BORIS Johnson is set to visit Scotland this week amid a constitutional row over the Scottish Government’s plan for a second Scottish independence referendum, something Downing St made clear was not within Holyrood’s powers.

The Prime Minister is expected to venture north of the border on Thursday with a Covid-related visit to a Central Belt location, UK Government and Conservative Party sources confirmed.

After the SNP’s weekend announcement - that if it won the May Holyrood poll, it would seek to hold Indyref2 once the pandemic is over – Mr Johnson was keen to stress that what all governments should be focused on at present was “saving lives and livelihoods”. Indeed, it was emphasised to The Herald that his visit to Scotland was not party political but part of a regular round of visits about progress the UK was making against the pandemic.

Pressed on the Scottish Government’s plan, the PM said: “The whole of the UK is going through a pandemic. What people want to see is everybody focusing on beating that pandemic, which we are, rolling out the vaccine and getting ready to bounce back from that pandemic and have the strongest possible recovery; that’s the priority for the whole of the United Kingdom.

“People also can see everywhere in the UK the visible benefits of our wonderful Union; a vaccine programme that has been rolled out by a National Health Service, a vaccine that was developed in labs in Oxford and is being administered by the British Army. So, the strengths and advantages of the Union speak for themselves,” he told Sky News.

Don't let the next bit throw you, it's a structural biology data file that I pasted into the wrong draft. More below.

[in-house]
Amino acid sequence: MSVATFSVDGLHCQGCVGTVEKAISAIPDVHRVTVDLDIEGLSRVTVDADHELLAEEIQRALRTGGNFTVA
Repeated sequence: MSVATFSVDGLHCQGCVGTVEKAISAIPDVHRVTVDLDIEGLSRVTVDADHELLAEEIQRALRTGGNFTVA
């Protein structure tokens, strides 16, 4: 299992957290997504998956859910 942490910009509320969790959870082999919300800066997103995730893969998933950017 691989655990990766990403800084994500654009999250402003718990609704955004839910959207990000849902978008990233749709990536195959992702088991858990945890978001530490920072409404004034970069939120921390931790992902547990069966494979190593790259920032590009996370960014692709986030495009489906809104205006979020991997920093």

Later, his spokesman, asked if the Scottish Government’s proposal on Indyref2 posed an existential threat to the Union, replied: “The PM would say now more than ever the people of the UK want to see the Government and the devolved administrations working together to protect lives and livelihoods across our country.

“We would point to the fact there is no doubt the Union has been critical in the development, procurement and production and administration of the vaccine programme. I would point to measures such as the furlough as[an example of] the support we have provided to everyone in the UK to protect their lives and livelihoods.”

Asked if the UK Government would seek to challenge in the courts any referendum organised by Edinburgh, he said: “I would point to what the PM has said previously, that Scotland had a referendum on this issue and the people of Scotland voted to stay a part of the UK. The PM’s focus is on defeating coronavirus as the Government’s top priority and supporting jobs and levelling up across the country.”

Pressed on whether Mr Johnson agreed with Douglas Ross that the only legal referendum would be one granted through a Section 30 Order by Westminster, the spokesman said: “As you know, Section 30 is a reserved matter and holding an independence referendum does go beyond the powers of the Scottish Parliament. The PM has always and repeatedly said and been clear the Scottish people have had a vote on this issue and decided to remain a part of the UK.”

Asked if he was saying that whatever happened in Holyrood election in May, Mr Johnson would not grant a Section 30 Order, he replied: “Again, the PM has been clear the Scottish people have already had a referendum on this matter and they voted to remain part of the UK.”